I have no clue. I love my day job and really wouldn't want to give it up. Then again, money is money, and I'd love to pay off some of my debt. So, if I really had to make a choice . . . money. What is literary acclaim after all? A classic to some is junk to others! Is Tolkien considered someone who has achieved literary acclaim? Melville? Dickens? What about Guy Gavriel Kay? To me, he's achieved literary acclaim, as has Gregory Maguire. So, does "acclaim" depend on the person's definition?

Furious D said...

I'll be the most brilliant hack in the world.

I don't need the fawning praise of elitist snobs to feed my ego, it's big enough, but I do need to feed my bank account.

Cory said...

Acclaim.

But really, I'd settle for whatever I can get.

DeadlyAccurate said...

Cash. I want to write for a living. I don't write the kind of stuff that lends itself to acclaim. I write the stuff you read on the plane or at the beach.

MoJo said...

Isn't the fact that tons of people ponied up money to buy one's book its own acclaim?

Anonymous said...

Flip a coin. Either would be great. Why not just write the book you want to write--the best book you can--and let others decide where it falls? (I can say this since my best effort at this point is likely to produce neither.)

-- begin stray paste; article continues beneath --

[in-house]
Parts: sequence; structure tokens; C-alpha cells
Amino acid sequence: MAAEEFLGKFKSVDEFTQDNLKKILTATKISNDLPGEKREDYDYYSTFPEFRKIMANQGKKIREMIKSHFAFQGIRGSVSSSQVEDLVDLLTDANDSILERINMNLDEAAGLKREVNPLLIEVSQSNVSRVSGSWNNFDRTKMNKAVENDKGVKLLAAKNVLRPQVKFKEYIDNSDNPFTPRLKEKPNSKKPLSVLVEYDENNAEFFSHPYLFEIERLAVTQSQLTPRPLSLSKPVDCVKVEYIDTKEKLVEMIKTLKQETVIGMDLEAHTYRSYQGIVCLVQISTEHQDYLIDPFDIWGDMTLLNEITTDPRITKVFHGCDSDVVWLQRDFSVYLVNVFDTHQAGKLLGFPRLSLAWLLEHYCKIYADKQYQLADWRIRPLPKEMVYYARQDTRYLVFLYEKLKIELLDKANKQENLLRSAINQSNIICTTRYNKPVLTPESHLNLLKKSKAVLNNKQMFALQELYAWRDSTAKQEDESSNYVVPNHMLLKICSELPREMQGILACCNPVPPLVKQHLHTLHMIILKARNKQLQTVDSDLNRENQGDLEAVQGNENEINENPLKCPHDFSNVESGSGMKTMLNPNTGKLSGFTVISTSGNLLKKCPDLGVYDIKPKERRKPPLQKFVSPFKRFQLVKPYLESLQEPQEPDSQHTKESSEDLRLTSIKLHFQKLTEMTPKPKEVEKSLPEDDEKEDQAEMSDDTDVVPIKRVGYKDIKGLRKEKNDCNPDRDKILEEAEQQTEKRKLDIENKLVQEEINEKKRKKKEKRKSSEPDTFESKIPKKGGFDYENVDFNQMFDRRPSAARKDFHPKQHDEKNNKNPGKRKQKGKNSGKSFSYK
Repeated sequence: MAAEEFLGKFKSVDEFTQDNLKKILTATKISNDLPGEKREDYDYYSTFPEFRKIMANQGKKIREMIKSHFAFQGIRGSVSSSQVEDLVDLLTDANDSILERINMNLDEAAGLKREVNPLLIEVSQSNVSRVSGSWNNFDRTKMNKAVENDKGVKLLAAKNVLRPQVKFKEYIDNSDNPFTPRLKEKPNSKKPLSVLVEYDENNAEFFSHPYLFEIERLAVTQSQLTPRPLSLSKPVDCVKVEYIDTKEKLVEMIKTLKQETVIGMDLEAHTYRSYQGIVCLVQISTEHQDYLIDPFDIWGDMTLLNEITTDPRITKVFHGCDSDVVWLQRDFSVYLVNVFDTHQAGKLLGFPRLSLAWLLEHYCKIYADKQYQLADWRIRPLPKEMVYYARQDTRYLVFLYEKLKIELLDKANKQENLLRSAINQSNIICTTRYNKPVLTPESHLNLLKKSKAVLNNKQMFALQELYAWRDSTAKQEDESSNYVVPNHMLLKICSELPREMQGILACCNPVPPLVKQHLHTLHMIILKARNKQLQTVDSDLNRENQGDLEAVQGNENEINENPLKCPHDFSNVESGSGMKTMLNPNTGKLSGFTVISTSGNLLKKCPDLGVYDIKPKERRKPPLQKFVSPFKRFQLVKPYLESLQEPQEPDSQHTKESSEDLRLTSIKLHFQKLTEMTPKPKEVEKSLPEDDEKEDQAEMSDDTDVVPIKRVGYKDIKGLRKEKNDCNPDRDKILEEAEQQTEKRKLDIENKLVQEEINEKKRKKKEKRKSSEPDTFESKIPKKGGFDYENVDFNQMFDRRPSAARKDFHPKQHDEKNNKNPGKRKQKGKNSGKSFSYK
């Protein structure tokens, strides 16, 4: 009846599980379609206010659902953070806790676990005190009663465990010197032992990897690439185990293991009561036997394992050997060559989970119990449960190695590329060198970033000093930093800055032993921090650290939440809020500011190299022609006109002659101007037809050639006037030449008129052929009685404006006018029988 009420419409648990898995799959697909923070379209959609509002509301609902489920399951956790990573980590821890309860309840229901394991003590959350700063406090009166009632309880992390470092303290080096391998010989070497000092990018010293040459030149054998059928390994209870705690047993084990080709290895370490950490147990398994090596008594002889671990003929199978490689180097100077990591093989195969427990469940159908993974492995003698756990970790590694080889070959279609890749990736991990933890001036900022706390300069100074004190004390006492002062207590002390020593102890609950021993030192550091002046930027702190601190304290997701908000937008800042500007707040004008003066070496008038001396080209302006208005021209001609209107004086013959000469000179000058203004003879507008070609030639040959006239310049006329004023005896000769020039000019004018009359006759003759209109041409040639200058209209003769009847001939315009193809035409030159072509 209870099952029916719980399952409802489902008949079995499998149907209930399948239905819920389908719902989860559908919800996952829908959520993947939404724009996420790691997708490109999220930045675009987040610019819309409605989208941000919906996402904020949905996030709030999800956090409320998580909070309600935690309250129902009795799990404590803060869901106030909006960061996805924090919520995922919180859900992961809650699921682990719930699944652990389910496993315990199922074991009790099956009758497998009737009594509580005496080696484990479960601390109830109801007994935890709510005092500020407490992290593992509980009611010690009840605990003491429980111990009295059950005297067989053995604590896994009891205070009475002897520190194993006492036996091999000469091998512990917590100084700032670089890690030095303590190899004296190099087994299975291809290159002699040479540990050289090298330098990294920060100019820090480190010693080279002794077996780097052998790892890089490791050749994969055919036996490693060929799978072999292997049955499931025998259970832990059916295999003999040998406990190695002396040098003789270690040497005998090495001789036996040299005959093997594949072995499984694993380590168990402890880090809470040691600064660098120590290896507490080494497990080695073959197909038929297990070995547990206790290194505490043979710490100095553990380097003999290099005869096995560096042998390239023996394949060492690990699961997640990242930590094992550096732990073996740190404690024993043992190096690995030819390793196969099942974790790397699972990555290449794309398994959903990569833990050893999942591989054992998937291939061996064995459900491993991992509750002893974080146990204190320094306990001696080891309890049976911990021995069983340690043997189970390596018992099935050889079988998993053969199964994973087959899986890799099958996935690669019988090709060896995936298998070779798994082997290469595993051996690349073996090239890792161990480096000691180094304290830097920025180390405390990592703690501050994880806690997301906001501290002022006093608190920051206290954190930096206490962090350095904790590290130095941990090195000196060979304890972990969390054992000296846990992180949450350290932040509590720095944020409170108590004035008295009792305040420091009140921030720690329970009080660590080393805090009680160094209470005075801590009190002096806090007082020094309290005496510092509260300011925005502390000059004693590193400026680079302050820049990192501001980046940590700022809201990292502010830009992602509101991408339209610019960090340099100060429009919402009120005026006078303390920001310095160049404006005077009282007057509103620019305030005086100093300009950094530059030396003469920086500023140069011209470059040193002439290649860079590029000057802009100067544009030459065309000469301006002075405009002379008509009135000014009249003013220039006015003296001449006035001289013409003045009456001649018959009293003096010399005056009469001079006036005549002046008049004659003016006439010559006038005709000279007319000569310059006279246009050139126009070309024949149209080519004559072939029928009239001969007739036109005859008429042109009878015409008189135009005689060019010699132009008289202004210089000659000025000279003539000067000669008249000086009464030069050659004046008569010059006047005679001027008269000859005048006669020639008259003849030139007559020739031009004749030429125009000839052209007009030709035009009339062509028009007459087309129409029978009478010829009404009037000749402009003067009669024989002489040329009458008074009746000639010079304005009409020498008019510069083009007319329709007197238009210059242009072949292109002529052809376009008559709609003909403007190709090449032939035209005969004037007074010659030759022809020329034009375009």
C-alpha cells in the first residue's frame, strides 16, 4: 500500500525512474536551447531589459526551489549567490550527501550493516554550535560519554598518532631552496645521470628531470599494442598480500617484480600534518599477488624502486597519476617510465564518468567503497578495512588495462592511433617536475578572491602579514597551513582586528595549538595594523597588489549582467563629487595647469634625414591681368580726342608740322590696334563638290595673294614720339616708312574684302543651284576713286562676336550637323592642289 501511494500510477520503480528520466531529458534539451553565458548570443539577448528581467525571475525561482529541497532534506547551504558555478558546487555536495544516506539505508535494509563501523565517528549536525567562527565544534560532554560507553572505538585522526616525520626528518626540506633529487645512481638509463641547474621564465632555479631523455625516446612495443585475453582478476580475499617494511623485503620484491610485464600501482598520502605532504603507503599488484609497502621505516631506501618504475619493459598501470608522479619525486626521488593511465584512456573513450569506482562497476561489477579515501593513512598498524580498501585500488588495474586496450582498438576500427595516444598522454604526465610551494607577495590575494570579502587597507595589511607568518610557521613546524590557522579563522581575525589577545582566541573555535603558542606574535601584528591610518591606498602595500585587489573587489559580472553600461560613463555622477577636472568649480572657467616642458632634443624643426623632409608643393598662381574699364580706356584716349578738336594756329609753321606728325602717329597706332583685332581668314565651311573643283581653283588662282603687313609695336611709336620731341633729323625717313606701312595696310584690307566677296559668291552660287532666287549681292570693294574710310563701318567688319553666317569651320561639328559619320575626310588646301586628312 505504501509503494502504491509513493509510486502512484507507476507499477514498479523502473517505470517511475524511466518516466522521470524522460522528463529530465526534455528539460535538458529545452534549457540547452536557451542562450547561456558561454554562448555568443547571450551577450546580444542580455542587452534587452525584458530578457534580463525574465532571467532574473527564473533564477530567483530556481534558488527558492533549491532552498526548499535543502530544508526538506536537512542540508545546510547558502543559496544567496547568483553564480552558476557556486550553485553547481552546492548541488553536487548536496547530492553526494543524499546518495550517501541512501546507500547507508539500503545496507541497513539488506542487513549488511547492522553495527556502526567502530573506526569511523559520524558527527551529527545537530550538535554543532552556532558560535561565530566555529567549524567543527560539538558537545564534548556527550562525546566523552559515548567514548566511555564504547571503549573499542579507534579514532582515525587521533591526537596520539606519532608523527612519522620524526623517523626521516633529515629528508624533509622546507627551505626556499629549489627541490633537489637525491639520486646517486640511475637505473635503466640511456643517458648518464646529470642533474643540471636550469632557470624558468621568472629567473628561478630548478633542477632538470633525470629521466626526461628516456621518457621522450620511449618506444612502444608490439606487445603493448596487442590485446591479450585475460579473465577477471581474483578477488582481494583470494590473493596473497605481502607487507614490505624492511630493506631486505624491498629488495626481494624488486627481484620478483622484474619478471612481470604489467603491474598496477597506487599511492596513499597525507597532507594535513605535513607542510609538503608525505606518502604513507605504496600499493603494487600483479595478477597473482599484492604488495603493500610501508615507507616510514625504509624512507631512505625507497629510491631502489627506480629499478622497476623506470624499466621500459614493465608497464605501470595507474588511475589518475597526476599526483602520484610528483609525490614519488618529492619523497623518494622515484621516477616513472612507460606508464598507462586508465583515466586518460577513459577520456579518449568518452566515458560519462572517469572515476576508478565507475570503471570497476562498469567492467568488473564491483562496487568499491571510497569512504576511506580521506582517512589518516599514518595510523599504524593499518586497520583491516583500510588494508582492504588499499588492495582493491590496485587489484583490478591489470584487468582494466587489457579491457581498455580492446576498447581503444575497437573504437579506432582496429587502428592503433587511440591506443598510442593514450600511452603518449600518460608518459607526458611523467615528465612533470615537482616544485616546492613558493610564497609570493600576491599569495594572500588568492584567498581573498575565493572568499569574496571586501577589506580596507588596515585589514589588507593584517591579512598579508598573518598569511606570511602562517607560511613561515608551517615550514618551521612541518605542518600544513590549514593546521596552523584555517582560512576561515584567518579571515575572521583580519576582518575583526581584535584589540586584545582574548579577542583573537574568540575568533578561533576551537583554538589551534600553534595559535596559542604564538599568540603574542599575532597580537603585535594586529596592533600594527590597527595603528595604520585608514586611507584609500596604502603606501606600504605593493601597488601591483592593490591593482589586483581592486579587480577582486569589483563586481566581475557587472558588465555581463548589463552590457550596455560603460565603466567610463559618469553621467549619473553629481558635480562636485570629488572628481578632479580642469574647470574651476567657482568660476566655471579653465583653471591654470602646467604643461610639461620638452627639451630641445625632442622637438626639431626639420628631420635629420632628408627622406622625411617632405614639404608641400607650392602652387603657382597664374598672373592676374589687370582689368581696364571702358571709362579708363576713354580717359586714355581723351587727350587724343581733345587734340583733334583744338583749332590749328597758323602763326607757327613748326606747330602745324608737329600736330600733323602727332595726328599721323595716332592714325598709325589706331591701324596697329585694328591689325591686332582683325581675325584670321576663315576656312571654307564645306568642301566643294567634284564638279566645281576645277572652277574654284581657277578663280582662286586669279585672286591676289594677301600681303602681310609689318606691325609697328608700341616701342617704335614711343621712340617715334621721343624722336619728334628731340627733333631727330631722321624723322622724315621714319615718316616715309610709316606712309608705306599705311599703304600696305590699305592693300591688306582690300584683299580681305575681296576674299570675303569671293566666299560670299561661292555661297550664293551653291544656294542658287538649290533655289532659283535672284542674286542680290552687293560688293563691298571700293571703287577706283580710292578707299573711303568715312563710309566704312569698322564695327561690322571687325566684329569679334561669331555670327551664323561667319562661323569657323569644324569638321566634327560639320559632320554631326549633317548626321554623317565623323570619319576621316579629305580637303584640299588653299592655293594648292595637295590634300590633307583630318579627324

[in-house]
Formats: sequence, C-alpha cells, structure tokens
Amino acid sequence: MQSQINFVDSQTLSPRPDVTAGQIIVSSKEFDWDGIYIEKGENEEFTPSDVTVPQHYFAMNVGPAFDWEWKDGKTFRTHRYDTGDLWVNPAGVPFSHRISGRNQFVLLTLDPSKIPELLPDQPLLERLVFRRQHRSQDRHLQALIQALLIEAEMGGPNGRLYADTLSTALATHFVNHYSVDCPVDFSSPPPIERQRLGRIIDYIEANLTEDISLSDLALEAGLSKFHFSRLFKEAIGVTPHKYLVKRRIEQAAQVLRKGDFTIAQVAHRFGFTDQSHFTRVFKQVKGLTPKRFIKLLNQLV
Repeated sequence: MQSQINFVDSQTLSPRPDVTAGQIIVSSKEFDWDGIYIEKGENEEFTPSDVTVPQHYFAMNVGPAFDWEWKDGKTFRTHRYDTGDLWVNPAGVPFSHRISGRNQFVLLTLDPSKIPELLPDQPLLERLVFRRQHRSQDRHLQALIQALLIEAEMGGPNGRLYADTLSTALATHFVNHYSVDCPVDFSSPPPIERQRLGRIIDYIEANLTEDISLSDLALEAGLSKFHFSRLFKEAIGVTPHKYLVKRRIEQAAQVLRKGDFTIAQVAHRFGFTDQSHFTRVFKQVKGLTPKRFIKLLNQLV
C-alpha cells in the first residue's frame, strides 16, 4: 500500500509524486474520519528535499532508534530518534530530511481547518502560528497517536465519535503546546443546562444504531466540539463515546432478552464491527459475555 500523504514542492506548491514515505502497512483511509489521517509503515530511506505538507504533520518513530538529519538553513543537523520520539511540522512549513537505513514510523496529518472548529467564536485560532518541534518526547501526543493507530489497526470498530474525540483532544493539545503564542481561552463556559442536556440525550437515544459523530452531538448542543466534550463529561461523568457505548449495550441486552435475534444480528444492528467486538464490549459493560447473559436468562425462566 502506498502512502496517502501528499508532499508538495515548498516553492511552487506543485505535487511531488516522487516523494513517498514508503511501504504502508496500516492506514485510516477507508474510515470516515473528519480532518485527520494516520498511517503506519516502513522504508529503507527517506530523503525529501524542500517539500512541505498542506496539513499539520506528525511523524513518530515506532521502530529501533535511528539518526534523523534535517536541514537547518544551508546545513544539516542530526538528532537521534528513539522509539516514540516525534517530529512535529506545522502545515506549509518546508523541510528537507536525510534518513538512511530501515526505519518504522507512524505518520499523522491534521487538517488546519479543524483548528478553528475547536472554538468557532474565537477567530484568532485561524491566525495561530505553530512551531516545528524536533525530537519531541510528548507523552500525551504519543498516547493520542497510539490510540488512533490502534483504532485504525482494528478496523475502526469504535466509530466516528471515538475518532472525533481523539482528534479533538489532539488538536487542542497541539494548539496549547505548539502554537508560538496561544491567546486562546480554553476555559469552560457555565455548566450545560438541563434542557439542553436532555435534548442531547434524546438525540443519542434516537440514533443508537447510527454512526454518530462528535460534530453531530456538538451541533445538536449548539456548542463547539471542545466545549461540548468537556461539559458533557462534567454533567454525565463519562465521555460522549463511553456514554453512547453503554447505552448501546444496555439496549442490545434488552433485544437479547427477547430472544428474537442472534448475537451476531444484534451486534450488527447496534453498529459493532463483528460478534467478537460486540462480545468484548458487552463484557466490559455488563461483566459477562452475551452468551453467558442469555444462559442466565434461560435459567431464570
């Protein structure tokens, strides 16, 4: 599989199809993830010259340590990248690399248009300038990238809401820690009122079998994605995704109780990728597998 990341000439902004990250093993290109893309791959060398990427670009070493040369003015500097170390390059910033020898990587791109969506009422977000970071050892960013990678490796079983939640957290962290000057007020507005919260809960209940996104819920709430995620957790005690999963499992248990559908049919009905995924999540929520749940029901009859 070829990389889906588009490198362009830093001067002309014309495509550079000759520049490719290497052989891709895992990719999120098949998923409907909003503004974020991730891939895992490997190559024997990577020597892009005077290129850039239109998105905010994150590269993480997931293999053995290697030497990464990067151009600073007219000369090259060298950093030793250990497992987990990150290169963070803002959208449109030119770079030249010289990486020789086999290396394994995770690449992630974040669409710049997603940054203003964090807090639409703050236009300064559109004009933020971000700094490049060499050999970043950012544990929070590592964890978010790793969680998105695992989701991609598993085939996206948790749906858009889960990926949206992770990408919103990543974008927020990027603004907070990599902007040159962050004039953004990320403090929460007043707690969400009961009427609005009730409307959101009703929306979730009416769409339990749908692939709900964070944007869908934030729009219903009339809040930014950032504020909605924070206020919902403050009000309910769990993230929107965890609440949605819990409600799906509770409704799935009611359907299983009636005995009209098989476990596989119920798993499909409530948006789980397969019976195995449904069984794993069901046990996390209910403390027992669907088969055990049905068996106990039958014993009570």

R.J. Keller said...

Acclaim. And a flying car.

Eric said...

I want acclaim. I'd love acclaim. Who wouldn't? So of course I strive to write worthy of acclaim. But acclaim isn't going to put my son through college, and having my ego stroked isn't going to pay the mortgage.

Besides, if they're sending the money by the truck loads, then that means I'm being read in equal amounts. So....

Lisa said...

Acclaim.

Marilyn Peake said...

It depends. I'm going to try to find some gray area, some wiggle room for my answer. :)

If "literary acclaim" means writing an exquisite masterpiece and winning the major book awards, I’d definitely choose that, hands down. If literary acclaim means only great reviews and fame without truly excellent writing, however, I might take the cash. On the other hand, if the fame could lead to travel and other great ways to make cash, then bring on the literary acclaim, baby.